Barcelona and the Civil War air raid shelters (refugis aeris)

Hidden under the surface of Barcelona lie many remains of the city’s history. Including about 1,400 bomb shelters built during the Civil War.

Because of its strategic position, Barcelona was the target for the attacks made by the Italian Fascist air force, which collaborated with the revolutionary forces that were fighting against the Republic. The city was one of the first places where non-military targets were bombed, attacking the civilian population. Madrid and Gernika were also brutally bombed, but while these two cities were near the front-line fighting, Barcelona formed the rearguard.

Bomb shelter in Barcelona

Prior to the bombings, the city council made the citizens aware of the threat and orders were given to build 30 shelters, which would not be sufficient for even 5% of the population. Everyone laughed at the first shelters because no one could ever imagine that Barcelona would be a victim of air raids. Sirens were also placed all over the city and pamphlets were issued giving instructions about what to do in the event of bomb attacks.

On 13 February, 1937, Barcelona underwent the first of the 192 attacks and when everyone realised that there were not enough shelters they began to build many more that were gradually registered. Resources were scarce and the strongest people were away fighting on the front, which meant it was mostly elderly people, women and children who were responsible for building the underground tunnels. There are records of about 1,400 shelters, although there could easily be as many as 2,000.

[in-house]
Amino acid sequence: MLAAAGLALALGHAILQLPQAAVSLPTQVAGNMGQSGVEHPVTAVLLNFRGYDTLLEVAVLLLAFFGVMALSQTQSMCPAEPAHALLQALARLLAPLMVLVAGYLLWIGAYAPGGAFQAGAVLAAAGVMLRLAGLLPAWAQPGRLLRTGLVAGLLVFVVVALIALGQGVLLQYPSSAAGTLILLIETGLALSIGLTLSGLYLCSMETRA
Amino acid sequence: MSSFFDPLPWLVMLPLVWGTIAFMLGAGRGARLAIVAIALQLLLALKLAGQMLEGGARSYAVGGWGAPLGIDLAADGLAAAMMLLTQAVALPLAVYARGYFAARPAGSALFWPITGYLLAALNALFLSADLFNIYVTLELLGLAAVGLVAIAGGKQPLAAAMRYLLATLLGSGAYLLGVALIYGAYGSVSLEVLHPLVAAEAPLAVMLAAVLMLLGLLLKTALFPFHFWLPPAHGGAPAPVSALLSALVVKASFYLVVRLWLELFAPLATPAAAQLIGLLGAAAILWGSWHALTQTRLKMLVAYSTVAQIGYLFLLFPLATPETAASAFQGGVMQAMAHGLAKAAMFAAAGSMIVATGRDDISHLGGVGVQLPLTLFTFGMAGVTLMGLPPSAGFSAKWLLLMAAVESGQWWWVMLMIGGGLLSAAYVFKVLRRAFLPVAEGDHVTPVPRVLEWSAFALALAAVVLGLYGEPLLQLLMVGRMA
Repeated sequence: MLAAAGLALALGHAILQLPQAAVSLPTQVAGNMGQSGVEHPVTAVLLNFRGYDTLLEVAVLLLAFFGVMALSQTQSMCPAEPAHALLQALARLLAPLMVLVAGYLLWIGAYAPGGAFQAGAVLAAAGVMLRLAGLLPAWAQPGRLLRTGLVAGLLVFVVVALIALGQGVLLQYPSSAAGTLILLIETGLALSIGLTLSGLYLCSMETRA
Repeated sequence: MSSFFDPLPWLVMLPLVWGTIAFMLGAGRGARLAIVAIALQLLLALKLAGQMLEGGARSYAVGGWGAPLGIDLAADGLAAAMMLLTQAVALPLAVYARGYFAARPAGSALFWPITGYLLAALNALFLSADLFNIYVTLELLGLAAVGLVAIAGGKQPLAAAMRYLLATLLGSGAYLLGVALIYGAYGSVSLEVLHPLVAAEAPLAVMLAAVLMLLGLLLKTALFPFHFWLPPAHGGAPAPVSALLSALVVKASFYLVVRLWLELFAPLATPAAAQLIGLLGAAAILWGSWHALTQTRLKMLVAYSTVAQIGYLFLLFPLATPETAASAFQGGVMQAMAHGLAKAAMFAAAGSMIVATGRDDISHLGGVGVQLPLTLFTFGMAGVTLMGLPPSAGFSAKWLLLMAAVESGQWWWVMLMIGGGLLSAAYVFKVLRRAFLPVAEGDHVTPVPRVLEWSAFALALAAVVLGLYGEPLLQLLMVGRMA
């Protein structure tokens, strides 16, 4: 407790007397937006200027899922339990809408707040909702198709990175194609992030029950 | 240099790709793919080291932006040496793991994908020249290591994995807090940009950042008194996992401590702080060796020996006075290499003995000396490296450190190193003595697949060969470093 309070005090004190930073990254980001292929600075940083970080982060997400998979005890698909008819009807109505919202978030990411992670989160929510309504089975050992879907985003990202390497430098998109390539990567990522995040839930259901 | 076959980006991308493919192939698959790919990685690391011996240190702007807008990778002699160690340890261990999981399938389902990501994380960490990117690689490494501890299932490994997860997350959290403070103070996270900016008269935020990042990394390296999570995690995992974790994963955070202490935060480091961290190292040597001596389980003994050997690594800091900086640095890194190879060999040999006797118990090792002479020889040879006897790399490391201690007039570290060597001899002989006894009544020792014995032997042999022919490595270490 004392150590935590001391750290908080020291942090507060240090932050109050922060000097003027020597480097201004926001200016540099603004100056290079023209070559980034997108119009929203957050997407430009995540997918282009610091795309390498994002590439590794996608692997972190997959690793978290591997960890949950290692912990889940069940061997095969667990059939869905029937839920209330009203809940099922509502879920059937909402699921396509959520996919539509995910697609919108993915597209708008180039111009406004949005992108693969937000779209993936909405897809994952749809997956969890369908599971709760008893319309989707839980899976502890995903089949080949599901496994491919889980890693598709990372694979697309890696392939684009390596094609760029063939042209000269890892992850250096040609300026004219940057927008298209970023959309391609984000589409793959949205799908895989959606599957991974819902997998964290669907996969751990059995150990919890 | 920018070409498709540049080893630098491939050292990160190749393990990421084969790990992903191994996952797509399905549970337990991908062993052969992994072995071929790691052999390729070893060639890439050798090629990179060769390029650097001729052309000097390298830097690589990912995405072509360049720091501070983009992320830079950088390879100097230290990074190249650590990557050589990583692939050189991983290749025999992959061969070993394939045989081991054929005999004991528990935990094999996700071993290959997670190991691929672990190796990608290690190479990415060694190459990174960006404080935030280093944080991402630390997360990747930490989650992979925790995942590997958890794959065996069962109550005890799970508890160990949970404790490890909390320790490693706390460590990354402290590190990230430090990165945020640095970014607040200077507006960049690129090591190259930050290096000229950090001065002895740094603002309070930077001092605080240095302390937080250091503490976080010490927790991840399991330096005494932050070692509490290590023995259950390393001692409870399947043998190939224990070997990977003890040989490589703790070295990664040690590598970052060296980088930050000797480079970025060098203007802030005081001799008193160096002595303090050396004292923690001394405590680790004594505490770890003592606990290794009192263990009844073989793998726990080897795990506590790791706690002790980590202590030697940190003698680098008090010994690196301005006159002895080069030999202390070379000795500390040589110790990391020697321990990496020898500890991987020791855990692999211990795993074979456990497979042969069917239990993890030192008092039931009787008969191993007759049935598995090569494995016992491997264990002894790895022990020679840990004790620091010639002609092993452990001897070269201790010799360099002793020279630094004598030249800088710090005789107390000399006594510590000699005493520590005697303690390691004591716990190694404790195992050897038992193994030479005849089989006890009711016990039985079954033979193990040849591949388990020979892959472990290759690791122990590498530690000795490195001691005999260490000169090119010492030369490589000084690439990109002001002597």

Most of these shelters were built using the Catalan vault (volta catalana), an architectural technique used in Catalonia to make arches stronger and wider. In this way, the passage could be wider and throughout its length there was enough room to place benches on both sides, so people could sit down whilst they waited. Usually people had to wait about two hours: the time an attack lasted and also the length of time the battery could supply electricity to the underground area. We need to take into account that during the attacks the city’s electricity was cut off, thus making it difficult for the planes flying overhead to identify their clearly marked targets, because, among other things, the aim was to destroy historical monuments in order to demoralise the citizens, create an atmosphere of bewilderment and open a new front of internal war.

Bomb shelter in Barcelona

Due to the lack of radars at that time (they were discovered for World War II), there were ‘lookouts’ who patrolled out at sea with the mission of observing the sky and if they saw planes, they warned the whole city. From that moment, the citizens had between one and two minutes to reach the shelter before the bombing commenced.

The tunnels had several entrances as only one would have acted as a bottleneck, especially when taking into account people only had two minutes to enter inside, and also for prevention, because in the event one door caved in, it would be possible to exit through another.

Today it is possible to visit several air raid shelters, including number 307, the Bomb Shelter (Refugi) in the Plaça de la Revolució and the one in the Plaça del Diamant.

Bomb shelter in the Plaça de la Revolució